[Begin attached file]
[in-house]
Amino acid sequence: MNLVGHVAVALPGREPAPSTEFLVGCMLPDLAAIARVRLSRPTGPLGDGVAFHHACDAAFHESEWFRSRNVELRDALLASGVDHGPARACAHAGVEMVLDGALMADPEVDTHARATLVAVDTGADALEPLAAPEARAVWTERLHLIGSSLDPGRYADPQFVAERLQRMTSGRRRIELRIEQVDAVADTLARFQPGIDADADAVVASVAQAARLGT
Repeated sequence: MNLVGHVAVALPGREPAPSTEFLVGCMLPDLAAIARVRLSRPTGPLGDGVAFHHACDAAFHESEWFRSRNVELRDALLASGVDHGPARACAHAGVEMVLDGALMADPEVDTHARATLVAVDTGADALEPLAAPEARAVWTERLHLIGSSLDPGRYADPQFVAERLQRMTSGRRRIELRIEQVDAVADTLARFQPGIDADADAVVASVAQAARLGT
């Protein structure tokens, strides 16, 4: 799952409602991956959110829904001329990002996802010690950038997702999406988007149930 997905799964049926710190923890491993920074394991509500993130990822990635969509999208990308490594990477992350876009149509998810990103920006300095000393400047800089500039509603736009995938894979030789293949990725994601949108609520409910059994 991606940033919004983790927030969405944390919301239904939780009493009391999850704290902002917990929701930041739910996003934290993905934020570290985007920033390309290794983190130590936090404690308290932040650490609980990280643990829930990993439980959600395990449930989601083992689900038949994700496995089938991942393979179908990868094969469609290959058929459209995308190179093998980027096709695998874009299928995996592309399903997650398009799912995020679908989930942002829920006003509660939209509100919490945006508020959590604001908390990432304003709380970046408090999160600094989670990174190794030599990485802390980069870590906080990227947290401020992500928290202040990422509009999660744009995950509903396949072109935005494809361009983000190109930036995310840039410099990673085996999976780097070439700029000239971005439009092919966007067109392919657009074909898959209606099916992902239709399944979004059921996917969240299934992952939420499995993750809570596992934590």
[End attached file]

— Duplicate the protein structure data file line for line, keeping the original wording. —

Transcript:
[in-house]
Amino acid sequence: MNLVGHVAVALPGREPAPSTEFLVGCMLPDLAAIARVRLSRPTGPLGDGVAFHHACDAAFHESEWFRSRNVELRDALLASGVDHGPARACAHAGVEMVLDGALMADPEVDTHARATLVAVDTGADALEPLAAPEARAVWTERLHLIGSSLDPGRYADPQFVAERLQRMTSGRRRIELRIEQVDAVADTLARFQPGIDADADAVVASVAQAARLGT
Repeated sequence: MNLVGHVAVALPGREPAPSTEFLVGCMLPDLAAIARVRLSRPTGPLGDGVAFHHACDAAFHESEWFRSRNVELRDALLASGVDHGPARACAHAGVEMVLDGALMADPEVDTHARATLVAVDTGADALEPLAAPEARAVWTERLHLIGSSLDPGRYADPQFVAERLQRMTSGRRRIELRIEQVDAVADTLARFQPGIDADADAVVASVAQAARLGT
């Protein structure tokens, strides 16, 4: 799952409602991956959110829904001329990002996802010690950038997702999406988007149930 997905799964049926710190923890491993920074394991509500993130990822990635969509999208990308490594990477992350876009149509998810990103920006300095000393400047800089500039509603736009995938894979030789293949990725994601949108609520409910059994 991606940033919004983790927030969405944390919301239904939780009493009391999850704290902002917990929701930041739910996003934290993905934020570290985007920033390309290794983190130590936090404690308290932040650490609980990280643990829930990993439980959600395990449930989601083992689900038949994700496995089938991942393979179908990868094969469609290959058929459209995308190179093998980027096709695998874009299928995996592309399903997650398009799912995020679908989930942002829920006003509660939209509100919490945006508020959590604001908390990432304003709380970046408090999160600094989670990174190794030599990485802390980069870590906080990227947290401020992500928290202040990422509009999660744009995950509903396949072109935005494809361009983000190109930036995310840039410099990673085996999976780097070439700029000239971005439009092919966007067109392919657009074909898959209606099916992902239709399944979004059921996917969240299934992952939420499995993750809570596992934590």